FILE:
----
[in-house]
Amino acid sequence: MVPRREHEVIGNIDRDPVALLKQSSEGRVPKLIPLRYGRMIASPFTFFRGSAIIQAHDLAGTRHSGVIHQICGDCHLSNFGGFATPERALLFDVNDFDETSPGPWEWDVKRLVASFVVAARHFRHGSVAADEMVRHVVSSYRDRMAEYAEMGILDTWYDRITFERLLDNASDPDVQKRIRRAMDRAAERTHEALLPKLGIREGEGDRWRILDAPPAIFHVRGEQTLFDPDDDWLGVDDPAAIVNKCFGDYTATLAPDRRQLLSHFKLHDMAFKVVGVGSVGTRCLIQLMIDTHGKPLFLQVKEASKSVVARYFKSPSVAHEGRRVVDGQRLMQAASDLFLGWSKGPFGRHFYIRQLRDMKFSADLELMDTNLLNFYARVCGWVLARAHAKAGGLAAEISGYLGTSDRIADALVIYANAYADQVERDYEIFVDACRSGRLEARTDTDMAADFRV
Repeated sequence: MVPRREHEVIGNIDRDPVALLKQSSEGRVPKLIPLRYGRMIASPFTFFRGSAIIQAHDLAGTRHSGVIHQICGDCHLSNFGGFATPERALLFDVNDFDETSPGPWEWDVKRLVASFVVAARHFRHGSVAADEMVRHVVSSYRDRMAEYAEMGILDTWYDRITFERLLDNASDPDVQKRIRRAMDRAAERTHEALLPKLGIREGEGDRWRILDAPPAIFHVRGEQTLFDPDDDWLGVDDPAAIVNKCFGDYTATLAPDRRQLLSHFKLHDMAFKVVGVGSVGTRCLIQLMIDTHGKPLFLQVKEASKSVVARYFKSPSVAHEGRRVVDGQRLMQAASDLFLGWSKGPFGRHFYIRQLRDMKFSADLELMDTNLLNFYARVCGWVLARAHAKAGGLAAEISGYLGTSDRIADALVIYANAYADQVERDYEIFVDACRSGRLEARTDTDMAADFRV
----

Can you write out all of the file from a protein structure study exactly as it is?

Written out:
[in-house]
Amino acid sequence: MVPRREHEVIGNIDRDPVALLKQSSEGRVPKLIPLRYGRMIASPFTFFRGSAIIQAHDLAGTRHSGVIHQICGDCHLSNFGGFATPERALLFDVNDFDETSPGPWEWDVKRLVASFVVAARHFRHGSVAADEMVRHVVSSYRDRMAEYAEMGILDTWYDRITFERLLDNASDPDVQKRIRRAMDRAAERTHEALLPKLGIREGEGDRWRILDAPPAIFHVRGEQTLFDPDDDWLGVDDPAAIVNKCFGDYTATLAPDRRQLLSHFKLHDMAFKVVGVGSVGTRCLIQLMIDTHGKPLFLQVKEASKSVVARYFKSPSVAHEGRRVVDGQRLMQAASDLFLGWSKGPFGRHFYIRQLRDMKFSADLELMDTNLLNFYARVCGWVLARAHAKAGGLAAEISGYLGTSDRIADALVIYANAYADQVERDYEIFVDACRSGRLEARTDTDMAADFRV
Repeated sequence: MVPRREHEVIGNIDRDPVALLKQSSEGRVPKLIPLRYGRMIASPFTFFRGSAIIQAHDLAGTRHSGVIHQICGDCHLSNFGGFATPERALLFDVNDFDETSPGPWEWDVKRLVASFVVAARHFRHGSVAADEMVRHVVSSYRDRMAEYAEMGILDTWYDRITFERLLDNASDPDVQKRIRRAMDRAAERTHEALLPKLGIREGEGDRWRILDAPPAIFHVRGEQTLFDPDDDWLGVDDPAAIVNKCFGDYTATLAPDRRQLLSHFKLHDMAFKVVGVGSVGTRCLIQLMIDTHGKPLFLQVKEASKSVVARYFKSPSVAHEGRRVVDGQRLMQAASDLFLGWSKGPFGRHFYIRQLRDMKFSADLELMDTNLLNFYARVCGWVLARAHAKAGGLAAEISGYLGTSDRIADALVIYANAYADQVERDYEIFVDACRSGRLEARTDTDMAADFRV